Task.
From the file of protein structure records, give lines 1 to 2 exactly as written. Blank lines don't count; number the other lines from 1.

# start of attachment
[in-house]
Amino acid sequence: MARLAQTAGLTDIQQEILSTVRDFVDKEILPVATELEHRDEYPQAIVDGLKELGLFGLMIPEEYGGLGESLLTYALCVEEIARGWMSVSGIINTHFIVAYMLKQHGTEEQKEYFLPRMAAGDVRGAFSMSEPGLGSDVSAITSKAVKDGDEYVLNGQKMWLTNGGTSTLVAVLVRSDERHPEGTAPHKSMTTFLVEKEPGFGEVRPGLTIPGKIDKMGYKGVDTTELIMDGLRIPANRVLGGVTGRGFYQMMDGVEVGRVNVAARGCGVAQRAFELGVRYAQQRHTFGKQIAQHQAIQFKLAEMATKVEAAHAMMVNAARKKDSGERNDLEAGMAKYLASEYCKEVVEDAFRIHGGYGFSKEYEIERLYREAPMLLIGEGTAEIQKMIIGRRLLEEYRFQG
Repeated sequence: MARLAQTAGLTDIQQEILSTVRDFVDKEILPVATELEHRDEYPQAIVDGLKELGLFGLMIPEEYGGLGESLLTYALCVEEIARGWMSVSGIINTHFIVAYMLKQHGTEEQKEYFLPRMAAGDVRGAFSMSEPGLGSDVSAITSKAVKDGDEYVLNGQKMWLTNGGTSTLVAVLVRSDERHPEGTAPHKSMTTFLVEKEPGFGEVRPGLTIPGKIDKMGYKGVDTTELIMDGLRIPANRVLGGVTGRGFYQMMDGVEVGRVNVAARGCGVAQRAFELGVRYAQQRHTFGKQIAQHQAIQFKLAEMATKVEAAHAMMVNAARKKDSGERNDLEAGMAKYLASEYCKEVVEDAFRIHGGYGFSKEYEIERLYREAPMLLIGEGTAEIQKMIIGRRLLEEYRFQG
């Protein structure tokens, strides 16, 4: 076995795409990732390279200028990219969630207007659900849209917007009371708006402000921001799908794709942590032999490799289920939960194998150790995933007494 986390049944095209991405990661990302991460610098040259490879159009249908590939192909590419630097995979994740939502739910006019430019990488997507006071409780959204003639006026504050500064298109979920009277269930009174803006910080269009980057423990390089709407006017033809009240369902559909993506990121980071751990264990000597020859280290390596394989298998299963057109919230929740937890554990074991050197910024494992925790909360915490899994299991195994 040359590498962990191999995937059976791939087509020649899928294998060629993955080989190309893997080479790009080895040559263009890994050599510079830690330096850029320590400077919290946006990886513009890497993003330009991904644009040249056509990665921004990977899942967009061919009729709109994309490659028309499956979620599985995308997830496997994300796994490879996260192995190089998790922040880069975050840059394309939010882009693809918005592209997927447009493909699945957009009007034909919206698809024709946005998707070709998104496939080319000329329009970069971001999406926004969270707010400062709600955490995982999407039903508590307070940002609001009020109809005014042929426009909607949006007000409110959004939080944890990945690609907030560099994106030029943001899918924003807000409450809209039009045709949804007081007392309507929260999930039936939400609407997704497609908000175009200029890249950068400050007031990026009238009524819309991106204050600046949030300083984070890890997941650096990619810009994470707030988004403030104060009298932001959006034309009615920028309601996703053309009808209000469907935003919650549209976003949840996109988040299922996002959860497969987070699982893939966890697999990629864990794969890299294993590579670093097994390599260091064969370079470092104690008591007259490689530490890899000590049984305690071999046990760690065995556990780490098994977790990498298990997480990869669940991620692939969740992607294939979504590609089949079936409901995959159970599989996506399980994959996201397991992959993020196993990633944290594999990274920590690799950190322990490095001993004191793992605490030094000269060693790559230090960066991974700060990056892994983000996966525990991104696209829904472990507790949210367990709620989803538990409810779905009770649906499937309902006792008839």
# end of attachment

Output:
[in-house]
Amino acid sequence: MARLAQTAGLTDIQQEILSTVRDFVDKEILPVATELEHRDEYPQAIVDGLKELGLFGLMIPEEYGGLGESLLTYALCVEEIARGWMSVSGIINTHFIVAYMLKQHGTEEQKEYFLPRMAAGDVRGAFSMSEPGLGSDVSAITSKAVKDGDEYVLNGQKMWLTNGGTSTLVAVLVRSDERHPEGTAPHKSMTTFLVEKEPGFGEVRPGLTIPGKIDKMGYKGVDTTELIMDGLRIPANRVLGGVTGRGFYQMMDGVEVGRVNVAARGCGVAQRAFELGVRYAQQRHTFGKQIAQHQAIQFKLAEMATKVEAAHAMMVNAARKKDSGERNDLEAGMAKYLASEYCKEVVEDAFRIHGGYGFSKEYEIERLYREAPMLLIGEGTAEIQKMIIGRRLLEEYRFQG